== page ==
(By the way, we’re not talking about the kinds of pirates that watch TV shows or movies downloaded illegally. Which is to say, most everybody you know. This is the actual ship-boarding, hostage-taking, booty-grabbing pirates, perhaps with less of the costumes we’ve come to associate with the term!)
The links below indicate internet map-tracking of recent pirate activity. I’d be interested in applying history to this, and seeing how similar the map is to what have been historically persistent locales for oceanic crime. It’s finding information like this that I find so fascinating; it’s taking what the internet can do and applying it to actual events. Finding patterns.
(The other side of the coin is that the pirates, if they are web-savvy at all, have access to these same maps. Not to mention making their own, non-public maps to help organize their hijacking all the better.)
The other part of this is that despite the seeming high-tech future we live in, there are elements of world consumption that are tied to practical problems that don’t go away with being connected to the Web. In particular, geography. Oceans still need to be crossed with things that one side has and the other needs. Ditto for mountains, deserts, or any other geographical obstacle that needs to be overcome. Food for thought when so many people find Web 2.0 as the center of their day, for work or pleasure.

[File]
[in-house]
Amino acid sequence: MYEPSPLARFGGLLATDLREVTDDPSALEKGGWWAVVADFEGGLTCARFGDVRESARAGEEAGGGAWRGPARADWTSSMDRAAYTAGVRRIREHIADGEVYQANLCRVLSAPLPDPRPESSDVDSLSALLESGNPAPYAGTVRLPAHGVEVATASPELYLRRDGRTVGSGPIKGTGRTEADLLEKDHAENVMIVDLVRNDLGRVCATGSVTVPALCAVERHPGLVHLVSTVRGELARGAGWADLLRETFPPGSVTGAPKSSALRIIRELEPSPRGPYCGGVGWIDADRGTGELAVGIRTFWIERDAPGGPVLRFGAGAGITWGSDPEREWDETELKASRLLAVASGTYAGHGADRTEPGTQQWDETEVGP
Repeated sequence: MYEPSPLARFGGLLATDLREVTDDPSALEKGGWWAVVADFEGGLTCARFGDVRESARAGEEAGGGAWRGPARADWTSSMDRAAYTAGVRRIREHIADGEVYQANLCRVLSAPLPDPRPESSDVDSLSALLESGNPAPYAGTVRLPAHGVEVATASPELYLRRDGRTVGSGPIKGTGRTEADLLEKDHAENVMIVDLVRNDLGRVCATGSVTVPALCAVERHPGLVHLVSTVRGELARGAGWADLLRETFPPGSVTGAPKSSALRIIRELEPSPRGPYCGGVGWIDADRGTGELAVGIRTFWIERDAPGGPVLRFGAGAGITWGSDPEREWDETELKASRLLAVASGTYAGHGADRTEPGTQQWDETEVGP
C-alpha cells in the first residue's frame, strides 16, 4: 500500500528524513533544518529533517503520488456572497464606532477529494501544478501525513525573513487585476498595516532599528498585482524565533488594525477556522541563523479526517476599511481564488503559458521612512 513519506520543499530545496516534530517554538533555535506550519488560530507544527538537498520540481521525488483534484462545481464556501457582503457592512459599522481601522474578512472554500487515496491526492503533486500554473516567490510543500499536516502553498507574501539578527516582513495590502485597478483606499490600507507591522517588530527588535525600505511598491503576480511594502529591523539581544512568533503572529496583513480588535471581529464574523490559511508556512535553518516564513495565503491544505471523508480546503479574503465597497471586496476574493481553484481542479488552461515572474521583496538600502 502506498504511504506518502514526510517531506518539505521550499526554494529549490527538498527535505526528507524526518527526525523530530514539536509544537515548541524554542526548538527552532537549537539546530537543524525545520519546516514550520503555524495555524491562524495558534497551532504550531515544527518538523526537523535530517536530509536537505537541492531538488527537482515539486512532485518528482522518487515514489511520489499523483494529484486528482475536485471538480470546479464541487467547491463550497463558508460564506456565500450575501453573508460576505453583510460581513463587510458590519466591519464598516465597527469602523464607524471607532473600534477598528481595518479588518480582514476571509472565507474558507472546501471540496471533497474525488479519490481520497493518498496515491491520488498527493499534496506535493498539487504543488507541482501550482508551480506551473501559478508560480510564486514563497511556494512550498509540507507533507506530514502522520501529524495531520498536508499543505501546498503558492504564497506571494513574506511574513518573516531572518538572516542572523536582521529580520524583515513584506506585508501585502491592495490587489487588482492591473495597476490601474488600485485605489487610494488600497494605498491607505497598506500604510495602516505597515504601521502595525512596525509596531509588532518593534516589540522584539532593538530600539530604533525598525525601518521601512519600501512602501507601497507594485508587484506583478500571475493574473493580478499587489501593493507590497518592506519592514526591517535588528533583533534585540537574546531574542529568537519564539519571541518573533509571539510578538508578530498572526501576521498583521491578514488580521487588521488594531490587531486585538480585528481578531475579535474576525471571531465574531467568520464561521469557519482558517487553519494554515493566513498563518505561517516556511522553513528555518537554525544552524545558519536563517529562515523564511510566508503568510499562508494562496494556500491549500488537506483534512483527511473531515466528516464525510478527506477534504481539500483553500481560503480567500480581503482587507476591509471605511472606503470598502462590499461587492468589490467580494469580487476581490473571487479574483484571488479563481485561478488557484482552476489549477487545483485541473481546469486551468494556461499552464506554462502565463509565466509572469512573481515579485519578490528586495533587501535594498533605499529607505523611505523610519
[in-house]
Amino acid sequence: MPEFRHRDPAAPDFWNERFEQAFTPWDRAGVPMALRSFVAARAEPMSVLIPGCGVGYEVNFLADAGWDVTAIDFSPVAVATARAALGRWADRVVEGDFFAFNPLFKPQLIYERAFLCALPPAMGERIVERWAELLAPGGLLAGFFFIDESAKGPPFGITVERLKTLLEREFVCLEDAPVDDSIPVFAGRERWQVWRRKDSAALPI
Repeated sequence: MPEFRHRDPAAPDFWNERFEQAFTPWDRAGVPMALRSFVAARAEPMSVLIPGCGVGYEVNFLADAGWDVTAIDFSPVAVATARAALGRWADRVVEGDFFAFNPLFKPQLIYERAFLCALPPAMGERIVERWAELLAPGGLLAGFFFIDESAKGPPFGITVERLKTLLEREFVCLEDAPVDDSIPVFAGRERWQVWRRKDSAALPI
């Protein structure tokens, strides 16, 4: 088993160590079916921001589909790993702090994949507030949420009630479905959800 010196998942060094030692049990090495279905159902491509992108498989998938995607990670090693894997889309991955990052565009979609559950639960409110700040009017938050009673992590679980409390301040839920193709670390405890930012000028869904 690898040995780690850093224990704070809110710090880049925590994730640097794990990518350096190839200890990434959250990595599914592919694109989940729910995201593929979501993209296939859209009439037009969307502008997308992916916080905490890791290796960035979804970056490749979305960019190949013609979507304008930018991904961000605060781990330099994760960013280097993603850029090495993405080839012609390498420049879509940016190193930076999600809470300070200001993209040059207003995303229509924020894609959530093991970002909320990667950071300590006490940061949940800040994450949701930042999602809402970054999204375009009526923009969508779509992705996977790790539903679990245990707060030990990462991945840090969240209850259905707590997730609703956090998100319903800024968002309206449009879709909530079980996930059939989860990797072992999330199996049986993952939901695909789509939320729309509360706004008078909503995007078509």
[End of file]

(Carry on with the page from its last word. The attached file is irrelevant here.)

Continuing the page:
The major news stories these days seem to be about the Somali pirates, or at least the attacks coming from that area. The maps are pretty packed in that area. I’m getting fascinated with this topic lately; has it been going on for a while, and just a hot news story recently, or has something changed? I’m going to try to do some more digging. I’ll probably be posting here if I find anything, so stay tuned!
(I’ve left alone any sarcastic remarks about the Pirates series of movies, feel free to make your own!)